There are three potential “hot spots” for audits and investigations for the government related to the immigration and nationality laws. The first has to do with the documentation that the employer is required to maintain in connection with the H-1B nonimmigrant professional and specialty and occupation worker visa. The second area of potential audit concerns the employer’s obligations under the Immigration Reform and Control Act of 1986 (“IRCA”) [Pub. L. No. 99-603, 100 Stat. 3359] (known to HR Professionals as the “I-9 Process”). The third, and one more recent, area of audit surrounds the new Labor Certification Application Program called “Permanent Electronic Review Management” (“PERM”). Each of the foregoing government programs anticipates compliance through “audit”. Even a rudimentary understanding of the complex documentary requirements for each of these programs can help and employer to avoid potential liability.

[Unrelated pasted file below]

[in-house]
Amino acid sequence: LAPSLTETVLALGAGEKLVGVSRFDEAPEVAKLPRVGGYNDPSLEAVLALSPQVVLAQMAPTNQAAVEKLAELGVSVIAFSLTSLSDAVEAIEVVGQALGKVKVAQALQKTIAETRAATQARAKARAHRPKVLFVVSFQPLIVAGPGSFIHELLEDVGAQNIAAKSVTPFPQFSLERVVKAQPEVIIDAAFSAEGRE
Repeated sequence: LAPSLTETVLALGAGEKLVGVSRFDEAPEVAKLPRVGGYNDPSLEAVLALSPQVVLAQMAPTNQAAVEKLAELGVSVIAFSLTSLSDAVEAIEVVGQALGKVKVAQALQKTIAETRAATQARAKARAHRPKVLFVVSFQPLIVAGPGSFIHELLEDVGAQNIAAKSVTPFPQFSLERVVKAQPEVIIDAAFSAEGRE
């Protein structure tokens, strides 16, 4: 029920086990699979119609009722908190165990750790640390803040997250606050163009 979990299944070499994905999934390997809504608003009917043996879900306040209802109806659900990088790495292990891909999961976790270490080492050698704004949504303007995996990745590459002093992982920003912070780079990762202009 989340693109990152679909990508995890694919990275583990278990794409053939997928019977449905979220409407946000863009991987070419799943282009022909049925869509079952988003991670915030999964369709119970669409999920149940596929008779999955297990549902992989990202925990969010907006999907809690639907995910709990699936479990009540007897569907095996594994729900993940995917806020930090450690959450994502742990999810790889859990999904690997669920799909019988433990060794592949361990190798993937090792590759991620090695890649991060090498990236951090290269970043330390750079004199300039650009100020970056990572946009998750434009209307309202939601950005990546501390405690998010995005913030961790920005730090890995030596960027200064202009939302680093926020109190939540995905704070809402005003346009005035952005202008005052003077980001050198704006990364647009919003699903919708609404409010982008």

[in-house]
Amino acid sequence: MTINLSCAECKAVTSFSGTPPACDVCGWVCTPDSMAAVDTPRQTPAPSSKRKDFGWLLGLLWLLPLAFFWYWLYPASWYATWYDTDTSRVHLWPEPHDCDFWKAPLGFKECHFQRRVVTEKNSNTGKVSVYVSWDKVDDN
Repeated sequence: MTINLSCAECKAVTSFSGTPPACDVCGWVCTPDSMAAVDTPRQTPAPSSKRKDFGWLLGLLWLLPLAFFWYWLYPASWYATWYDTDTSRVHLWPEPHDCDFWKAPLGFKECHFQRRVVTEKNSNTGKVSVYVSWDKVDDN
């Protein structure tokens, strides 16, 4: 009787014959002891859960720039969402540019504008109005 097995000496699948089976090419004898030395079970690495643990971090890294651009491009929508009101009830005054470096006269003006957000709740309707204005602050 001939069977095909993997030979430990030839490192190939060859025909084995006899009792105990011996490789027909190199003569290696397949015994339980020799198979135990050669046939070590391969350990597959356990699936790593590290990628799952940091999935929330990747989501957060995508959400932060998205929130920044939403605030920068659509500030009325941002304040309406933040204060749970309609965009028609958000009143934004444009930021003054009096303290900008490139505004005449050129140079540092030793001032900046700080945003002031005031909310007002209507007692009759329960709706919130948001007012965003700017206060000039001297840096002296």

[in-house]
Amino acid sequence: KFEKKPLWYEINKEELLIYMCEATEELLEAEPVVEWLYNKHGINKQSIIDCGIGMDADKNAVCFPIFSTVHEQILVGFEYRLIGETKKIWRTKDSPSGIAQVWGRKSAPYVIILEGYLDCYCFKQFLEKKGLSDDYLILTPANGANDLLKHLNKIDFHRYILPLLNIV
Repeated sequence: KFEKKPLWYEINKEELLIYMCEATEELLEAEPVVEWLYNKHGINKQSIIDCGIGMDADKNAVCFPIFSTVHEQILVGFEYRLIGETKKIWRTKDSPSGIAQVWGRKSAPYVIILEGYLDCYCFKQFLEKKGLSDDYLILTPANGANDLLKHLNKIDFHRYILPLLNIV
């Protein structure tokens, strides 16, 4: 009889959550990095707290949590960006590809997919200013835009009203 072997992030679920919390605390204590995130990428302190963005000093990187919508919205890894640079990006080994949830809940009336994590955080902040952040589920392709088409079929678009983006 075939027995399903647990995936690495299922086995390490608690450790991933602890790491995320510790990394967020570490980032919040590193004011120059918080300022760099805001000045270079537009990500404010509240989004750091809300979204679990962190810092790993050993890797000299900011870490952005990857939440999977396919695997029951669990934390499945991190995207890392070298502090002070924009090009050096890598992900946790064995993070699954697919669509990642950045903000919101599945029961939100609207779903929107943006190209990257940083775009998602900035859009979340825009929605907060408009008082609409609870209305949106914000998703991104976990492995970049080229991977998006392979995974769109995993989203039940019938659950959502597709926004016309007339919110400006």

First, the U.S. Department of Labor (“DOL”) regulations that govern the maintenance of professional and specialty foreign national worker require an organization to develop and produce certain documents concerning the wages and the working conditions of an H-1B nonimmigrant. These documents are referred to as the Public Access File (“PAF”). The PAF documents are required to be maintained at the H-1B worksite immediately after the employer files the Labor Condition Application (“LCA”) with the DOL. The employer is well-situated to ensure they maintain PAF documents and be sure that they continue to pay the H-1B nonimmigrant the specified wage on the LCA. Under the American Competitiveness and Workplace Improvement Act (“ACWIA”), an H-1B nonimmigrant must be offered the same company benefits as those offered to “similarly situated” non-H-1B employees in the organization.

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